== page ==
The camera is built in the pistol-grip style; it’s very small and supports 1080i. The HDR-TG1 looks cool, even if it does record to Memory Stick, a format I have so far been able to avoid. Not that I have anything specifically against Memory Stick other than the fact that I already have about 20 GB of Compact Flash and SD cards.
I was checking it out –not really serious about getting one- when I saw an ad for the Manfrotto MODOSTEADY. This is a shoulder support/counterbalancing stabilizer/table tripod all-in-one! I’m always interested in ways to improve the stabilization/carrying of camcorders, and Manfrotto makes good stuff; even if it is often expensive. A look at B and H Photo’s website revealed just three reviews. Two were basically positive:
This is a nice versatile product. Works as a shoulder or chest support, a steadycam and tabletop or low angle tripod. Made with the usual innovative Bogen/Manfrotto design. Really stabilizes your shots. […]
[…]Highly recommended for everyone who enjoys filming and editing video.
But the last one was short:
Not good at all, cheap material.
Rather uninformative too (about the basic functionality of the device.) A check for other online reviews revealed a post from someone that was looking at the ModoSteady as an alternative to the Steadicam Merlin. They ended up buying the ModoSteady and wrote:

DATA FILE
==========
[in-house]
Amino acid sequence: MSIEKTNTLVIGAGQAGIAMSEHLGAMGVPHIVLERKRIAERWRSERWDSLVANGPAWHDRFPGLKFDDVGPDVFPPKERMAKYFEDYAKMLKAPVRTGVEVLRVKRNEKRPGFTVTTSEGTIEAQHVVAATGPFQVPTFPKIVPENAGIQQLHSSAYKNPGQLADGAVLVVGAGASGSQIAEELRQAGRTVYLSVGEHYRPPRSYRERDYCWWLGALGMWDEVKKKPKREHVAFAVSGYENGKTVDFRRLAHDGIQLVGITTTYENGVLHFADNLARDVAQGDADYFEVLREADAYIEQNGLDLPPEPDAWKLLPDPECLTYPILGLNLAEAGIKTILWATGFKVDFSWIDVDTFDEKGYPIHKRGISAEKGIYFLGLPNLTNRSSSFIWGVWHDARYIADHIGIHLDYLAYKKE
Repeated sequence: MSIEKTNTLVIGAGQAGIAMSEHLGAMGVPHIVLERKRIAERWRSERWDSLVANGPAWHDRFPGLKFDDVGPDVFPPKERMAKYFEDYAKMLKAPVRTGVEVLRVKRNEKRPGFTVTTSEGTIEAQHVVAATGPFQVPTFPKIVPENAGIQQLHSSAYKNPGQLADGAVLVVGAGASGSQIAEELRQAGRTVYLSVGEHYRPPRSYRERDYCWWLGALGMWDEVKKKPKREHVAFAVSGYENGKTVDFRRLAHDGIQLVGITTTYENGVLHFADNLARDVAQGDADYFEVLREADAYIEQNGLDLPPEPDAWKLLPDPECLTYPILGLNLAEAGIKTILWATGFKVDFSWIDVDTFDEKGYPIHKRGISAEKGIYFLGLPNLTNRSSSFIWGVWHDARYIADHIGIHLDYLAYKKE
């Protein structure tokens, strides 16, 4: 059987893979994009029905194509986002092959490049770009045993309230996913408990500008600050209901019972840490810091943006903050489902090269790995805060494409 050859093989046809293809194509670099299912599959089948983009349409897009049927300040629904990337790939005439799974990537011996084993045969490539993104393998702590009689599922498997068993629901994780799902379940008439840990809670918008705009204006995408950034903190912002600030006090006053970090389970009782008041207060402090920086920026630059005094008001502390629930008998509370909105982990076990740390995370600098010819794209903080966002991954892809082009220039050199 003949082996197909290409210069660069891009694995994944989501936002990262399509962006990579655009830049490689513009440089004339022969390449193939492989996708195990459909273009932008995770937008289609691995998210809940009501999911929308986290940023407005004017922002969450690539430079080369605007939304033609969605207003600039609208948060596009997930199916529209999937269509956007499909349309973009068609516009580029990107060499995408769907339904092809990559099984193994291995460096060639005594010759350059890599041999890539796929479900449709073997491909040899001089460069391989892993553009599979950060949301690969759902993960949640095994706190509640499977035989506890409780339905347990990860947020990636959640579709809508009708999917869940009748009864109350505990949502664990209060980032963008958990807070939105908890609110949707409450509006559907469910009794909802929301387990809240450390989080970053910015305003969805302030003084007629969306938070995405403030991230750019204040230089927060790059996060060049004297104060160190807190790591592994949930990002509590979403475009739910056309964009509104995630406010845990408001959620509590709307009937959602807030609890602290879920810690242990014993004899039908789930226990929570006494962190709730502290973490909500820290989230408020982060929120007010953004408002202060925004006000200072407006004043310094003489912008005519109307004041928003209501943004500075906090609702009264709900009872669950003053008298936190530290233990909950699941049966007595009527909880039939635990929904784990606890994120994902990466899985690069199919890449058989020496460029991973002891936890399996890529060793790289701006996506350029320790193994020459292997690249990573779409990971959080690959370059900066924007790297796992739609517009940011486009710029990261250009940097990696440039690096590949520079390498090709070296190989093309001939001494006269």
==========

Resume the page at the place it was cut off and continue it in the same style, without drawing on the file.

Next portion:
To answer my own question the Modo Steady sucks. Not worth a penny. Just got my money back by selling it on. I'll save a little longer and get a Steadicam.
I hadn’t heard of the Merlin, and the mention of a $849 price tag ($799 at B&H) was a bit intimidating, but I ended up doing a search for info on it, and from what I’ve seen it’s definitely worth checking out. The product page has a fun demo movie, as well as the manual and other information.
There’s also several short reviews online. The one at Videomaker.com feels a bit like it was written from a press release in parts: “Design elements really make the Merlin stand out from the pack,” “the newly designed Dovetail mounting plate,” “Steadicam's famous low-friction gimbal design,” but it’s basically informative.
Ken Stone’s review is a little more down to earth, talking as it does about using the stabilizer with cameras that are at the extremes of it’s weight limits.
But if anything will sell you on this device, it’s the demo video on the Tiffen site. There's some really nice footage; just wish they’d show some of the footage shot of the Seqways!
Guess I have to start saving for this now...